When it comes to placing those new selections in the yard and your landscape design, consider the overall mature heights of plants to be included and mature widths as well. Follow spacing suggestions for optimum success. In general, taller plants go to the back or outside of planting beds with smaller ones spaced at appropriate intervals. Think of those woody perennials as the bones of the body to create a supporting skeleton for the “flesh” of herbaceous perennials and colorful annuals. 

Now is the time to plant spring-flowering bulbs. Locate them close under shrubs. The tulips will help disguise the bare branches of deciduous shrubs, and once the shrubs leaf out in the spring, they can hide the fading foliage of the bulbs as they go by. Photo by Lynette L. Walther.

So too, consider the benefits that evergreen and other trees and shrubs can provide when situated within the landscape to buffer cold winter winds to protect other plants and even structures. When planning and planting, group together varieties with similar moisture requirements to facilitate irrigating, and also group those with related light requirements to insure proper growth. Consider texture and foliage colors when planning the landscape to incorporate balance and contrast as well.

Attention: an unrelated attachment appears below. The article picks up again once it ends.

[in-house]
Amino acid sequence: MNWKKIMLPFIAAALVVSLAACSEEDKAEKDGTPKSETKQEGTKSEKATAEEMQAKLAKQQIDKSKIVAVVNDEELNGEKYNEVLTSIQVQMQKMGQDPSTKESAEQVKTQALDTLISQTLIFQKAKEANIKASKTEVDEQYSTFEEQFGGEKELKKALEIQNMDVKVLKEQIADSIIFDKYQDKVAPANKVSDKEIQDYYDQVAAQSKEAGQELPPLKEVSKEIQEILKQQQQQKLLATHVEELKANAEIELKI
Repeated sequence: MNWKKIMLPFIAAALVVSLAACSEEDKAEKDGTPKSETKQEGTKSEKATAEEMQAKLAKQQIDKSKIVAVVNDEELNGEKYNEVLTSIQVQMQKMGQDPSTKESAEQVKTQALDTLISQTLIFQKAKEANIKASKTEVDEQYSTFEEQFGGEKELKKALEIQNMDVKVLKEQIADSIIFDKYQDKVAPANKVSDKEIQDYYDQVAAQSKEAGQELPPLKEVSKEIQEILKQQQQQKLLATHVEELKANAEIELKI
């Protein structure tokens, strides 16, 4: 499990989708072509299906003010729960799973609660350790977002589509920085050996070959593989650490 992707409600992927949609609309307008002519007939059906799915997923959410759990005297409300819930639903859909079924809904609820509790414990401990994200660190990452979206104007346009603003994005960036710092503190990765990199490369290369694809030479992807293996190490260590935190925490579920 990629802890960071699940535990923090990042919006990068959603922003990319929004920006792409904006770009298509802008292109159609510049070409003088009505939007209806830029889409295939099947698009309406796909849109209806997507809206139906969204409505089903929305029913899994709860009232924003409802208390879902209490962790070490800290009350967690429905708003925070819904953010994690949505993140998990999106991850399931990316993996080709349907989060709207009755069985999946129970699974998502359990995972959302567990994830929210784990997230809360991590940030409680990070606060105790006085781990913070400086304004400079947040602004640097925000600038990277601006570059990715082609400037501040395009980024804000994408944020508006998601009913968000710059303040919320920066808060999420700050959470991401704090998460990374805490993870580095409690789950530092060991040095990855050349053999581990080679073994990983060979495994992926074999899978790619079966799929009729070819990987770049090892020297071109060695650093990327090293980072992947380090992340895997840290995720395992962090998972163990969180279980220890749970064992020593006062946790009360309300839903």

Native plants and spring bulbs

In their glory now, burning bush (Euonymus alatus) is an invasive that is taking over natural areas and should be removed. The good news is that fall is a great time to introduce new shrubs and trees, so it will be easy to replace these with native selections. Photo by Lynette L. Walther.

Planting now will ensure a framework is already in place and established. Your garden and its framework will bounce into life come next spring.

  • Fall is a good time to consider replacing invasive species like burning bush or multiflora roses with native species which can improve your landscape’s habitat potential for wildlife.
  • Providing habitat and food for wildlife within your landscape is one of the best ways to introduce color and life throughout the year. Maine Audubon offers an online site to order native plants: https://shop.mainenativeplants.org
  • And while you are out there planting, don’t forget to include some spring-flowering bulbs too. Plant them close underneath deciduous shrubs. This achieves two goals—one to add color before those shrubs leaf out, and two to enable those shrubs to help conceal fading foliage of the spring-flowering bulbs once they have gone by. 
Native trees like white pine provide year-round color and weather protection from buffeting winter winds and shelter from summer sun. Photo by Lynette L. Walther.

Just when you thought your work in the garden was done for the year, now you realize that it may be just beginning. October is no time to rest on your laurels, but is the time to get out and get everything in shape for the winter to come. Once you’ve set those “bones,” your work will create the stage for a glorious spring to come.